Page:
Season of brush fires upon us
The season’s first brush fire happened on Thursday, and emergency responders are using it as an opportunity to educate Somerset County residents about what they can do to limit the possibility brush fires spread and destroy property.
“Brush fires are common in Somerset County,” said Joel Landis, director of Somerset County Emergency Services.
“Most importantly what we should remember is all these wind events and the harsh winter that has occurred. That has created more trees and debris to have fallen on the ground. So a lot of people are going to want to clean up their properties. and we have to practice safe and controlled burning.”
The fire last week was quietly dealt with through Somerset’s Volunteer Fire Department. A firefighter took a shovel and quelled the small embers that burned near Route 31.
The Wolf Administration announced last week that funding was available to help Pennsylvania’s rural communities increase protections from wildfires.
“Spring’s warming temperatures, sunny days, and strong winds all combine to usher in wildfire dangers that emphasize the value of having well-trained and well-equipped local firefighting forces in rural areas,” Department of Conservation and Natural Resources Secretary Cindy Adams Dunn said in a news release. “Pennsylvania’s volunteer firefighters deserve the very best training and equipment, and these grants help them obtain both.”
In 2018, almost $646,900 was awarded to 132 volunteer fire companies serving rural areas and communities where forest and brush fires are common. The grant program, offered through DCNR and paid through federal grants from the U.S. Department of Agriculture Forest Service, has awarded more than $12.5 million since it began in 1982.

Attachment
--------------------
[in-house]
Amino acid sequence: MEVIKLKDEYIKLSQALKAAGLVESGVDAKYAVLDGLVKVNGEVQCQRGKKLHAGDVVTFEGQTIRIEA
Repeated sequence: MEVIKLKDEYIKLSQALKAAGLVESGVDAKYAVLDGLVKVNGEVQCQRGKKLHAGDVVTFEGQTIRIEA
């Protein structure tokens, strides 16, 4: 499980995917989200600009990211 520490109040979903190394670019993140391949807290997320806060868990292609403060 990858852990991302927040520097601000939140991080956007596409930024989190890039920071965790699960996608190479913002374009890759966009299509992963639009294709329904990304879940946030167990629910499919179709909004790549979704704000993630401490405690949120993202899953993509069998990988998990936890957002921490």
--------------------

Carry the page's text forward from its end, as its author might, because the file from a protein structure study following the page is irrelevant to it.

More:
Local firefighting forces in rural areas or communities with fewer than 10,000 residents qualify for the aid, which is used for training and equipment purchases directly related to fighting brush and forest fires.
Rockwood Fire Chief Chad Lytle said his department dealt with 10 brush fires last year. He said the community was at a high risk for them because of all the dead vegetation.
“We’ve seen numerous brush fires. Whether the train starts them or through burning brush. I don’t know if I have a worst one,” Lytle said. “They’re all bad. The wind and dry weather make them hard to fight. The terrain can also make it difficult. Everything is dead right now as far as the underbrush.”
Landis said they’ve had several fires that have stretched multiple acres.
“Anytime we involve a significant amount of acres or if the fire is in close proximity to structures, those are the worst kind of fires,” Landis said. “In the beginning of the spring and fall of the year, it’s bad. Until a lot of the leaves start coming under the trees, we’re vulnerable. It’s dry.”
Landis said the first brush fire was an indication that the conditions will permit those type of small disasters from occurring.
“I want to remind the public to not pick dry and windy days to do their burning,” Landis said. “They want to do it on rainy days. and they want to call a non-emergency number when they do it. That being said, they’ll be observing the controlled burn. and if someone saw the fire and called 911 we would have that listed as a controlled burn.”